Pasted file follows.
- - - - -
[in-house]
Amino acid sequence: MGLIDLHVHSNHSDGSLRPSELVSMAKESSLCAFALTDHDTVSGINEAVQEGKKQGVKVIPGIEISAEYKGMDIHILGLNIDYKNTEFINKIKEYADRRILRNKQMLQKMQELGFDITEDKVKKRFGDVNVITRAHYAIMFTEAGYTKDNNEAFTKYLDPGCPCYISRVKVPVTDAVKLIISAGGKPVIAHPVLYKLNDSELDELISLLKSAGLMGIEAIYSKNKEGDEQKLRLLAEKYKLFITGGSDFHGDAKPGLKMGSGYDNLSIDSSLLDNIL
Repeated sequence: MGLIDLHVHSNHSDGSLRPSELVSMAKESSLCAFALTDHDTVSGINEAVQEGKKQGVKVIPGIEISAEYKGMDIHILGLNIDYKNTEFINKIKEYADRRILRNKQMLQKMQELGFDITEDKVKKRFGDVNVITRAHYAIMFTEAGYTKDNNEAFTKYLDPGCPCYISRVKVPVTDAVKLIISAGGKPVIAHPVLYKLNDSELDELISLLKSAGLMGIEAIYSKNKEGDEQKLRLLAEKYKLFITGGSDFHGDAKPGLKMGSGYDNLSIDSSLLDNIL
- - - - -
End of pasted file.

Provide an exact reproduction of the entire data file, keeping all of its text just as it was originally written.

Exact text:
[in-house]
Amino acid sequence: MGLIDLHVHSNHSDGSLRPSELVSMAKESSLCAFALTDHDTVSGINEAVQEGKKQGVKVIPGIEISAEYKGMDIHILGLNIDYKNTEFINKIKEYADRRILRNKQMLQKMQELGFDITEDKVKKRFGDVNVITRAHYAIMFTEAGYTKDNNEAFTKYLDPGCPCYISRVKVPVTDAVKLIISAGGKPVIAHPVLYKLNDSELDELISLLKSAGLMGIEAIYSKNKEGDEQKLRLLAEKYKLFITGGSDFHGDAKPGLKMGSGYDNLSIDSSLLDNIL
Repeated sequence: MGLIDLHVHSNHSDGSLRPSELVSMAKESSLCAFALTDHDTVSGINEAVQEGKKQGVKVIPGIEISAEYKGMDIHILGLNIDYKNTEFINKIKEYADRRILRNKQMLQKMQELGFDITEDKVKKRFGDVNVITRAHYAIMFTEAGYTKDNNEAFTKYLDPGCPCYISRVKVPVTDAVKLIISAGGKPVIAHPVLYKLNDSELDELISLLKSAGLMGIEAIYSKNKEGDEQKLRLLAEKYKLFITGGSDFHGDAKPGLKMGSGYDNLSIDSSLLDNIL